Integer roots of a polynomial

What algorithm can we use to find all integer roots of a polynomial $f(x)$ with integer coefficients?

I observe that Sage can find the roots within a few seconds even when all coefficients of $f(x)$ are very large. How is it able to do that?

• Are you looking for an algorithm to return an integer root of a given polynomial? If yes, that is undecidable and the question is off-topic here. You can ask it on Computer Science which has a broader scope. – Kaveh Jul 18 '13 at 14:13
• Hold on. Why does being undecidable make the question off-topic? This is a legitimate research-level question. – Jeffε Jul 18 '13 at 14:15
• So, then, how does Sage do it? Being undecidable—even being well-known to be undecidable—does not make the problem theoretically uninteresting. Theoretical computer scientists solve undecidable problems all the time — see, for example, all of computer-aided verification. – Jeffε Jul 18 '13 at 14:31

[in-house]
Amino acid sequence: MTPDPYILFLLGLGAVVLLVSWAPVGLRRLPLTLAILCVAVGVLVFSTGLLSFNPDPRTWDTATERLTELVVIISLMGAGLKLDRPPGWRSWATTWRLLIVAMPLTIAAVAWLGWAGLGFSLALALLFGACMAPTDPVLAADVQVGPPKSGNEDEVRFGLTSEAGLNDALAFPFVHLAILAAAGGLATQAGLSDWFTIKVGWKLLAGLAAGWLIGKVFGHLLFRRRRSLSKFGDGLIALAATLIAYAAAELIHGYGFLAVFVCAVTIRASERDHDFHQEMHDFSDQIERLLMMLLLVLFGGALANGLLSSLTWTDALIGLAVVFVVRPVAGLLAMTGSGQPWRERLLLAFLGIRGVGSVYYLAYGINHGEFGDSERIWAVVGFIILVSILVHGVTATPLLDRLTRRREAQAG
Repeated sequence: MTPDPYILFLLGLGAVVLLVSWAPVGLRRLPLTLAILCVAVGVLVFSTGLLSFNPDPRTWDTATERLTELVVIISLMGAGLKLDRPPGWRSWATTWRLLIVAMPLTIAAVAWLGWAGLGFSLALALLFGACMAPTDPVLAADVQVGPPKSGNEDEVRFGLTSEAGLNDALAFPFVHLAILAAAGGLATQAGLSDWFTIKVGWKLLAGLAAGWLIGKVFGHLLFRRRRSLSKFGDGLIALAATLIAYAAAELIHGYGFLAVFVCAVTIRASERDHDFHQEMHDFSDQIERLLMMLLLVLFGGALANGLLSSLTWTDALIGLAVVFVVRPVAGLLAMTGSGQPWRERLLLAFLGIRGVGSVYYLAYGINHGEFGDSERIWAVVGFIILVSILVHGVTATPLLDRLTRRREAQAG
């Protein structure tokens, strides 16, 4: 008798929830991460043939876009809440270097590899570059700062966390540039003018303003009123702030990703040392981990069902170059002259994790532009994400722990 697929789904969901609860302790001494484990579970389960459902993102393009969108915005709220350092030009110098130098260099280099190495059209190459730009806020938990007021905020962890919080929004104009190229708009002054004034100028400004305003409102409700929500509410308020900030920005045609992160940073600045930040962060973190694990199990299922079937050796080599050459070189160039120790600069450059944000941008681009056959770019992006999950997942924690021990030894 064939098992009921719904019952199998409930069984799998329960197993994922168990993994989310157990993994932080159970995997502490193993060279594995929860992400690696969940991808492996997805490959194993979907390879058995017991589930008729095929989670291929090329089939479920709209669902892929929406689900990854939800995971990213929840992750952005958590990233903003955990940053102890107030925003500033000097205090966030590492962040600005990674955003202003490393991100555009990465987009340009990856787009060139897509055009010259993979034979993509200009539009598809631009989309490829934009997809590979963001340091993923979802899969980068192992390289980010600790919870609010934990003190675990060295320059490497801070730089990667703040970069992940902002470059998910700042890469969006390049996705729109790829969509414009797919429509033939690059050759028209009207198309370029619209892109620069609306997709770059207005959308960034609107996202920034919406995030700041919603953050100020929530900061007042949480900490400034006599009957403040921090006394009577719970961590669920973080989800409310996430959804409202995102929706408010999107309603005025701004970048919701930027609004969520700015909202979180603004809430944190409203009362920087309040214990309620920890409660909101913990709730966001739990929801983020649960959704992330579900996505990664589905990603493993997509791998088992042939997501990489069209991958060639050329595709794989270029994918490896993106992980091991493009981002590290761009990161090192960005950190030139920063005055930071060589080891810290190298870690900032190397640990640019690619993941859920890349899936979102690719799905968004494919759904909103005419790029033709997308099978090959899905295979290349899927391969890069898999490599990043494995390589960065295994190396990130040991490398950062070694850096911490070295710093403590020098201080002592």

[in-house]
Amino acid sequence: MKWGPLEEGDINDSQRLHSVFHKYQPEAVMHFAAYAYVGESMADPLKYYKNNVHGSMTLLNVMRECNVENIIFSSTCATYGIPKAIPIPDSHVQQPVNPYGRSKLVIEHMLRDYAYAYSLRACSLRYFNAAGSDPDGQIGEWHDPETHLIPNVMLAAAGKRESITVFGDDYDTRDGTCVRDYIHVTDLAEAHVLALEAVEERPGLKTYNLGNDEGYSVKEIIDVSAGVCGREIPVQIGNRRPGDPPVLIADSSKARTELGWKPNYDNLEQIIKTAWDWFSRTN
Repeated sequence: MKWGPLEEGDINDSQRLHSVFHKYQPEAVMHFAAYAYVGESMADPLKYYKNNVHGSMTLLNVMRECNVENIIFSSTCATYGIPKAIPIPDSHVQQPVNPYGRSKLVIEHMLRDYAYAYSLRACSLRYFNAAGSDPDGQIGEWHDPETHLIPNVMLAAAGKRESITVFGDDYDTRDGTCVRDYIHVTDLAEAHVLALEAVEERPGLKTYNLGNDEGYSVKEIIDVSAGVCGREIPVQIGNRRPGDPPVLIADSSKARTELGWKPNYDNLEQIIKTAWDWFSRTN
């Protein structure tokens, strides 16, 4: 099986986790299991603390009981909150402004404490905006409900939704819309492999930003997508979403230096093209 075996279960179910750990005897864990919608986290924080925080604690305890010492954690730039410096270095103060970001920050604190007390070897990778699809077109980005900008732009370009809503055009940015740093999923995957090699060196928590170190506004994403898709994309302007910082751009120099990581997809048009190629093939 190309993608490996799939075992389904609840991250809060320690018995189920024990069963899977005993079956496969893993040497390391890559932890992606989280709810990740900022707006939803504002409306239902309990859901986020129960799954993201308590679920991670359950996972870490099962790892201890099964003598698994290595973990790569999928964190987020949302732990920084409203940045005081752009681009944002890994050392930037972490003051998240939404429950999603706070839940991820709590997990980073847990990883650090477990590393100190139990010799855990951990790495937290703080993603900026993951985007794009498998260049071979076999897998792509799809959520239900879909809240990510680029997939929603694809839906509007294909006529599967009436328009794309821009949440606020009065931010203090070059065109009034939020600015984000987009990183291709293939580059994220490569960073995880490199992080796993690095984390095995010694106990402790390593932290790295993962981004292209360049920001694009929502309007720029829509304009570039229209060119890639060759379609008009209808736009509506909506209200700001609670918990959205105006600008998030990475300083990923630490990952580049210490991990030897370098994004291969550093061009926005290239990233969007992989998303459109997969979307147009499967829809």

• Kaveh, what you are saying is not true. What is undecidable is solvability of Diophantine equations with many variables (so that there are readily infinitely many real solutions and one is searching for an integer/rational one). But this question is about a uni-variate polynomial $f(x)$, which is of course decidable (if $f(x)$ is of degree $d$, there are up to $d$ roots and one can check which one is an integer). – MCH Jul 18 '13 at 15:04
• @Pratik You don't need Gröbner bases in the univariate case. – Yuval Filmus Jul 18 '13 at 17:56

Assuming that the coefficients of $f$ are integers or rationals and that you want integer roots, the simplest approach is to use the integer or rational root theorem. See http://en.wikipedia.org/wiki/Rational_root_theorem As noted by D.W., this might be problematic if the constant coefficient is hard to factor (see also https://math.stackexchange.com/questions/123018/polynomial-and-integer-roots)